In our geek household, we celebrate holidays when We get days off from work. That’s irrelevant for me since I’m retired; but, all the more important because my honey and I get an extra weekday together – instead of only the evening through to morning. Make sense?
We celebrate New Year’s Eve and Valentine’s Day because the first is my wife’s birthday, the second is mine. We celebrate MLK Day. Memorial Day in its original form – remembering the Civil War. Independence Day, Labor Day. Veterans Day is Armistice Day in our home. Again, we’re celebrating the original.
Thanksgiving is a perfectly reasonable holiday; but, remember to reflect on the lot of First Nation folks who didn’t exactly invite us in – and were brutally shoved aside. I used to belong to a sport club named for Metacomet who damned near wiped out all those original English colonists.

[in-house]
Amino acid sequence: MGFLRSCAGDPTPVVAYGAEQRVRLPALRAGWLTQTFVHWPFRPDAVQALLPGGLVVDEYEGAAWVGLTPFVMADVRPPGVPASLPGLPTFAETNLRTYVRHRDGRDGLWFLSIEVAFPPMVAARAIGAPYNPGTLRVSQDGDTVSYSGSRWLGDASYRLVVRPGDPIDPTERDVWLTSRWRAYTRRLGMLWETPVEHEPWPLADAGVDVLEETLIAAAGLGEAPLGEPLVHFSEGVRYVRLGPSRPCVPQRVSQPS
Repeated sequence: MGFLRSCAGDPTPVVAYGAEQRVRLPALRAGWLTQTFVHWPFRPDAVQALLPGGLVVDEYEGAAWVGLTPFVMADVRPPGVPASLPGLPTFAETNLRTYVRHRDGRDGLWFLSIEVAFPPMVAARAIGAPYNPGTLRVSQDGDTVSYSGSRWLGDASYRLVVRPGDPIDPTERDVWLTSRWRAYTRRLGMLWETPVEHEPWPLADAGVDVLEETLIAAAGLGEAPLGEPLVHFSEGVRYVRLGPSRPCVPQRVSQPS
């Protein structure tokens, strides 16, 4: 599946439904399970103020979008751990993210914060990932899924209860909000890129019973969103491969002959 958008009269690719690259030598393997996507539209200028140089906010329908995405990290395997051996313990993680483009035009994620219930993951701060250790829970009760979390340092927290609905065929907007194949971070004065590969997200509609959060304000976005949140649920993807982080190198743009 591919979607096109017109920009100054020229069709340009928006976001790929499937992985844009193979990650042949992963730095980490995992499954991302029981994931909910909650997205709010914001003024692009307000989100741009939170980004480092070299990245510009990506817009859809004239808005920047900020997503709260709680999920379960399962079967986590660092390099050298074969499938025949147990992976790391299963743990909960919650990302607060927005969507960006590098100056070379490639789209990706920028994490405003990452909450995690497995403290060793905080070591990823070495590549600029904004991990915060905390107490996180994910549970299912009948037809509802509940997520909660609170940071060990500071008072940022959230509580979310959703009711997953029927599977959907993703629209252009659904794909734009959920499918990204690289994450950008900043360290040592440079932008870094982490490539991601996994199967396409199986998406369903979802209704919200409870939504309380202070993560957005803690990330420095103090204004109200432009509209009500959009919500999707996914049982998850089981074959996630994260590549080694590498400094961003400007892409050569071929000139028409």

Lots of folks get their knickers bunched over what should be a special December event – whether it be Christmas, Hanukkah, Kwanzaa or Festivus. Essentially, we celebrate the winter solstice. There are Druids on both sides of our relationship and neither of us is religious. My wife is a student of Buddhist philosophy [among others] and I’m a philosophical materialist, dialectician, existential and atheist. Wandering the roadways and footpaths of our small bosque community with Sheila the dog – is plenty of celebration.
What are we thankful for? Well, today we celebrated our 254th Lunaversary. We take time to express our thanks to each other for another wonderful month since we were married here in the courtyard at Lot 4. We celebrate the regular anniversaries, too. Of course. But, we consider ourselves exceptionally fortunate to have found each other…and celebrate that every month.
Have a mellow holiday, folks. We send you our love and respect.
Nurse Nina Pham had a tear-jerking reunion with her dog Bentley Saturday after they both had been declared free of Ebola and released from quarantine.
Bentley was quarantined along with his owner after Pham tested positive for the disease. He has been cared for by Dallas Animal Services and his treatment has been covered mostly through donations. Bentley only had one more step before ending up back in the arms of his owner — a bath.